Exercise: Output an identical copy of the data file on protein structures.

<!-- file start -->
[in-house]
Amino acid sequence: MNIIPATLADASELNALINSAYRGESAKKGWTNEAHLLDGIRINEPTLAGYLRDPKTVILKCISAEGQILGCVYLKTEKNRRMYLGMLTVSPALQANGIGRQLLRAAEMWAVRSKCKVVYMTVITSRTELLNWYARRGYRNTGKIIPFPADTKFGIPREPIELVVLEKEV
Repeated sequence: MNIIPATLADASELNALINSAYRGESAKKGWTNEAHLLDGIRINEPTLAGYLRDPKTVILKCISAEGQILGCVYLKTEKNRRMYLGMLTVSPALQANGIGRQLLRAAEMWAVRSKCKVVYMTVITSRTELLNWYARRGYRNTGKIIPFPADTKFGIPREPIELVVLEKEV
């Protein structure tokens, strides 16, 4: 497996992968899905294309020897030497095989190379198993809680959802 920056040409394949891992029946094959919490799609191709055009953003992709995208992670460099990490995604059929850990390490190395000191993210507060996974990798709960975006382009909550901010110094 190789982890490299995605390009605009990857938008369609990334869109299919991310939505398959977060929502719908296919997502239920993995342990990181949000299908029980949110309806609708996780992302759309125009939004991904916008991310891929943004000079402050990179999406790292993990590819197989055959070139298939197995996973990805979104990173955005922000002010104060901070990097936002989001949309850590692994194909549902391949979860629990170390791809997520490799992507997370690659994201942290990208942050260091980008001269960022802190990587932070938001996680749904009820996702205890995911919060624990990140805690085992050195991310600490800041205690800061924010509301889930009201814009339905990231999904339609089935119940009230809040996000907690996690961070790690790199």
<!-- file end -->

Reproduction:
[in-house]
Amino acid sequence: MNIIPATLADASELNALINSAYRGESAKKGWTNEAHLLDGIRINEPTLAGYLRDPKTVILKCISAEGQILGCVYLKTEKNRRMYLGMLTVSPALQANGIGRQLLRAAEMWAVRSKCKVVYMTVITSRTELLNWYARRGYRNTGKIIPFPADTKFGIPREPIELVVLEKEV
Repeated sequence: MNIIPATLADASELNALINSAYRGESAKKGWTNEAHLLDGIRINEPTLAGYLRDPKTVILKCISAEGQILGCVYLKTEKNRRMYLGMLTVSPALQANGIGRQLLRAAEMWAVRSKCKVVYMTVITSRTELLNWYARRGYRNTGKIIPFPADTKFGIPREPIELVVLEKEV
């Protein structure tokens, strides 16, 4: 497996992968899905294309020897030497095989190379198993809680959802 920056040409394949891992029946094959919490799609191709055009953003992709995208992670460099990490995604059929850990390490190395000191993210507060996974990798709960975006382009909550901010110094 190789982890490299995605390009605009990857938008369609990334869109299919991310939505398959977060929502719908296919997502239920993995342990990181949000299908029980949110309806609708996780992302759309125009939004991904916008991310891929943004000079402050990179999406790292993990590819197989055959070139298939197995996973990805979104990173955005922000002010104060901070990097936002989001949309850590692994194909549902391949979860629990170390791809997520490799992507997370690659994201942290990208942050260091980008001269960022802190990587932070938001996680749904009820996702205890995911919060624990990140805690085992050195991310600490800041205690800061924010509301889930009201814009339905990231999904339609089935119940009230809040996000907690996690961070790690790199």